Scientists discover why some proteins are speedier than others

Mar 13, 2013
Scientists discover why some proteins are speedier than others

(Phys.org) —Scientists from our Department of Biology & Biochemistry have solved a problem that has frustrated biologists for years – why different parts of proteins are made at different rates.

Their discovery, published in the online journal PLOS Biology, should help scientists make proteins that would be otherwise tricky to produce in the lab.

Proteins are made in the cell by machines called ribosomes, which read gene transcripts (called mRNA) and 'translate' the genetic code into strands of protein.

The researchers looked at yeast proteins that were made at different rates. They found that the parts of proteins that took the longest to make were composed of mostly positively charged amino acids.

Co-author Laurence Hurst, Professor of Evolutionary Genetics at the University, explained: "If you imagine the ribosome as a doughnut with a hole in it, the mRNA strand is fed through the hole in the centre, translating the genetic code to give the corresponding amino acid chain, which comes out of a tunnel in the side of the doughnut.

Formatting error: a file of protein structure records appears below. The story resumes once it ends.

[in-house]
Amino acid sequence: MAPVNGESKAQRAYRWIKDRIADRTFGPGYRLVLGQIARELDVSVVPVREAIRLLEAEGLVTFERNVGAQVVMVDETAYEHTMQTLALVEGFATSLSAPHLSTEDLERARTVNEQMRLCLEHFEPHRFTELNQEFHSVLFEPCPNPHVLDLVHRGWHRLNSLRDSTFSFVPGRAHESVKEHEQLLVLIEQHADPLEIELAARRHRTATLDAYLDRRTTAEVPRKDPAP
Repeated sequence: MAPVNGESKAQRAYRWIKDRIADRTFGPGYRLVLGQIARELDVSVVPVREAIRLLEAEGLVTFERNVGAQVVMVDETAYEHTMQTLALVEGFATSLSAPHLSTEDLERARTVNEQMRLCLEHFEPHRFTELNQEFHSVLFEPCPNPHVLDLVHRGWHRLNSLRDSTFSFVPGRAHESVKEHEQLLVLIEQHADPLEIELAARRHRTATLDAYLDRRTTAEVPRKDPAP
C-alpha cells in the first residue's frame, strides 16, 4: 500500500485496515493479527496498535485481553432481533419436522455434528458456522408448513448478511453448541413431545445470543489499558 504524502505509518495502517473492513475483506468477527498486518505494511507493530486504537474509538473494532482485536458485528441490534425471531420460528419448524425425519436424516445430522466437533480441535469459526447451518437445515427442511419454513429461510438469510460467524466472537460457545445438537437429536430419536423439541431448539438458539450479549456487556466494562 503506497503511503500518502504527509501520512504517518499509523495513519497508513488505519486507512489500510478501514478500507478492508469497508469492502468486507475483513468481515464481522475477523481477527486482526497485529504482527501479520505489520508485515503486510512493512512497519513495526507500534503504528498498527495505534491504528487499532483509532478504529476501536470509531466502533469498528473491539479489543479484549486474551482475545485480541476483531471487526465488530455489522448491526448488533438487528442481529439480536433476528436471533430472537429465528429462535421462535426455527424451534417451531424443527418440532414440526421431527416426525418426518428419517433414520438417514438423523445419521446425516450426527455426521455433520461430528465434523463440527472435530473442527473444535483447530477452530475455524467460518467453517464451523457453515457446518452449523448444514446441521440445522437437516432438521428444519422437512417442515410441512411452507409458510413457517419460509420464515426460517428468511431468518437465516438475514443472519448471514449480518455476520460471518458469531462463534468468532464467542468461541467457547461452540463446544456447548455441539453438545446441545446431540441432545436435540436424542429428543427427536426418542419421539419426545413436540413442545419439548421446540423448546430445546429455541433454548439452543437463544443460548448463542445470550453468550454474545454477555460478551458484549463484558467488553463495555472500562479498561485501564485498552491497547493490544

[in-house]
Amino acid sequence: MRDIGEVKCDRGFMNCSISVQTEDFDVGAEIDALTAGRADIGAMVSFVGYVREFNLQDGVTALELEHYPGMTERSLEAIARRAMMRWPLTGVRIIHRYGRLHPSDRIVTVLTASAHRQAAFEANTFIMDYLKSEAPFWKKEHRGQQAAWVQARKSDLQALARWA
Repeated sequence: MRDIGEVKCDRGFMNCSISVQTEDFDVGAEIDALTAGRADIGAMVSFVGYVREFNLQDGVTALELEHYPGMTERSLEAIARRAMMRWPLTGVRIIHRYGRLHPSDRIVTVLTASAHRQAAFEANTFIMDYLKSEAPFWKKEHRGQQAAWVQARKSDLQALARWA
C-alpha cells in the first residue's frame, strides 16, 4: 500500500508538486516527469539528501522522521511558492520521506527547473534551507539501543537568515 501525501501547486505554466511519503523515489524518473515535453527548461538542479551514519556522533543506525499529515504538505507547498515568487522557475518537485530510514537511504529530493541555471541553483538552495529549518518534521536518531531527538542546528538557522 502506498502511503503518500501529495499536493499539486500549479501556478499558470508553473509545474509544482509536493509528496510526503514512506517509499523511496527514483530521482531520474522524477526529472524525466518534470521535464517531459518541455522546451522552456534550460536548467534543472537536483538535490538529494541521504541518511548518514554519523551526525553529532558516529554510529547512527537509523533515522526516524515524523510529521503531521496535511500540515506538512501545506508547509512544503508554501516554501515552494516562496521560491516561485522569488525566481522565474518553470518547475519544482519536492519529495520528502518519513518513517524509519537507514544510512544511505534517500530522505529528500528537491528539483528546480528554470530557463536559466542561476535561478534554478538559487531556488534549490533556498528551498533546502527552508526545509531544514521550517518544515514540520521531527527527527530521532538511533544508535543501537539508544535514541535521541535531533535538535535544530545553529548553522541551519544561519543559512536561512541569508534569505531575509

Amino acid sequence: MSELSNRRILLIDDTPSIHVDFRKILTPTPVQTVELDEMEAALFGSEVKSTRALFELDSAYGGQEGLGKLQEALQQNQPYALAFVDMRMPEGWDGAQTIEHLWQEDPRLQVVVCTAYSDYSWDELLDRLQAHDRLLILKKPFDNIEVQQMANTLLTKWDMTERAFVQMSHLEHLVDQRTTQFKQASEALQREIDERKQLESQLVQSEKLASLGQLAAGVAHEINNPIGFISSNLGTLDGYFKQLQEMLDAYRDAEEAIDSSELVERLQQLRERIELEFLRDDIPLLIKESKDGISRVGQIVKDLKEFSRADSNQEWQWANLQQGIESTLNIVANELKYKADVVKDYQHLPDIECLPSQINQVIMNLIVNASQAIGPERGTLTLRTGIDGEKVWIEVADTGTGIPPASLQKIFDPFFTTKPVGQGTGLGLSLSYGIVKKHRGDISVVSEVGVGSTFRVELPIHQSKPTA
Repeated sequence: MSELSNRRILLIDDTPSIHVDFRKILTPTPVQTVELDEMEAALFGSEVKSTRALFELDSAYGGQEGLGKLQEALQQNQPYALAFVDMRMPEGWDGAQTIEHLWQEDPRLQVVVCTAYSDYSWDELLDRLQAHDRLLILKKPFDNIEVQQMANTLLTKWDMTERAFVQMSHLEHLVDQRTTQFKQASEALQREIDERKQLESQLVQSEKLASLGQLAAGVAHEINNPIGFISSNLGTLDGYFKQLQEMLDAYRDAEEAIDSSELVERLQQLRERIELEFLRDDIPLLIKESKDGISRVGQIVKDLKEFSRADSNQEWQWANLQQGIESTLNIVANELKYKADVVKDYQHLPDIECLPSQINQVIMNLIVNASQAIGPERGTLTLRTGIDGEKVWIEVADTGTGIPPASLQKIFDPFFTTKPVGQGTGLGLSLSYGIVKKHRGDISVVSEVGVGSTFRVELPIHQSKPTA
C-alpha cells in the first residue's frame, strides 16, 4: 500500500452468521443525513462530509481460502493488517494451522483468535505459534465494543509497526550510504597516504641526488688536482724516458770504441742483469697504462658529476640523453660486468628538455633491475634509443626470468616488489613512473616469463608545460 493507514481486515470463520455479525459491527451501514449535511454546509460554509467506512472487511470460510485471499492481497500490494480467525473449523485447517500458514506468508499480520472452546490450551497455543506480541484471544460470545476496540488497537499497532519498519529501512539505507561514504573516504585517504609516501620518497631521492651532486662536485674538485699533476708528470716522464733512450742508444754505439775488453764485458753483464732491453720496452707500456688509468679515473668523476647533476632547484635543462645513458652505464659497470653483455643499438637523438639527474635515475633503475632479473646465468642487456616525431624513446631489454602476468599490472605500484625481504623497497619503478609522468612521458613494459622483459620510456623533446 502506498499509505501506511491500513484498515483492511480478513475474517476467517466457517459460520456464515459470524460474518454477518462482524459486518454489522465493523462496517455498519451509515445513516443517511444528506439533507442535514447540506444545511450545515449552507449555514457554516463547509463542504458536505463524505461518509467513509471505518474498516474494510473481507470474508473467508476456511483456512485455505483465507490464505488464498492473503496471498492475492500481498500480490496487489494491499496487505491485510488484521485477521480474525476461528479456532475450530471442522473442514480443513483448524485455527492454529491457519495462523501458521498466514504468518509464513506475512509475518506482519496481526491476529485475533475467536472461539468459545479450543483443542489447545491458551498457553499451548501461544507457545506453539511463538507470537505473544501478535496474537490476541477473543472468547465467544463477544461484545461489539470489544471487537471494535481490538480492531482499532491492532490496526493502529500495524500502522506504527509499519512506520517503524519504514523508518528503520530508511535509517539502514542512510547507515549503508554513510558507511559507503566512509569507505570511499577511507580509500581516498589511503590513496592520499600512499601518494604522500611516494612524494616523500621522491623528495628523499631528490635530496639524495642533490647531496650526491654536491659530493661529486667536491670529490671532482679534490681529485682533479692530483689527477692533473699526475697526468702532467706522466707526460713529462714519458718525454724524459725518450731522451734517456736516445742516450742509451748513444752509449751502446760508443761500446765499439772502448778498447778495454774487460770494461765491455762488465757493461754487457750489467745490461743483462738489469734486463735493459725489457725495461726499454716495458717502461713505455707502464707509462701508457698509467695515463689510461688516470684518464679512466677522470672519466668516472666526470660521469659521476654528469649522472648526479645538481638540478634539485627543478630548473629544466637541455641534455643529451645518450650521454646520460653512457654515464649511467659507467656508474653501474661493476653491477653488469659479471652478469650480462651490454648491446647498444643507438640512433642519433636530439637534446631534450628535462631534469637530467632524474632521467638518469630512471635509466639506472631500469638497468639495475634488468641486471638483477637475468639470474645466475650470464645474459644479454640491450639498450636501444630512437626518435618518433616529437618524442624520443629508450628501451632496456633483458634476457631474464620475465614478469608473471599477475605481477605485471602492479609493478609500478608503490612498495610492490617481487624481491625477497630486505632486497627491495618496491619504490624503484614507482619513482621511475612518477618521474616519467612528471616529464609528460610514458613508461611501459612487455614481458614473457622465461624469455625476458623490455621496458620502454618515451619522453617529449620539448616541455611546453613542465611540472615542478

"If the protein being created is positively charged, it gums up the negatively charged tunnel and slows down the protein production."

Lead author Katie Charneski, added: "This was a real surprise as most people before had assumed that it was something about the mRNA that caused slowing or speeding of the ribosome."

"Many organisms, including humans, have 'tails' on the ends of their mRNAs that normally the ribosome does not translate. But if mistakes occur in protein production, the tail may be erroneously translated, always producing a string of positively charged amino acids.

"These charges might act as a tagging signal for the cell to destroy the potentially toxic ."

The speed at which proteins are made has consequences for the cell and has been puzzled over by biologists for years. Changes in this speed can affect how well proteins fold and where they end up in the cell, and hence their eventual function.

Professor Hurst added: "This knowledge could help us identify which novel engineered proteins would be difficult to make in the lab."

Explore further: Two-armed control of ATR, a master regulator of the DNA damage checkpoint

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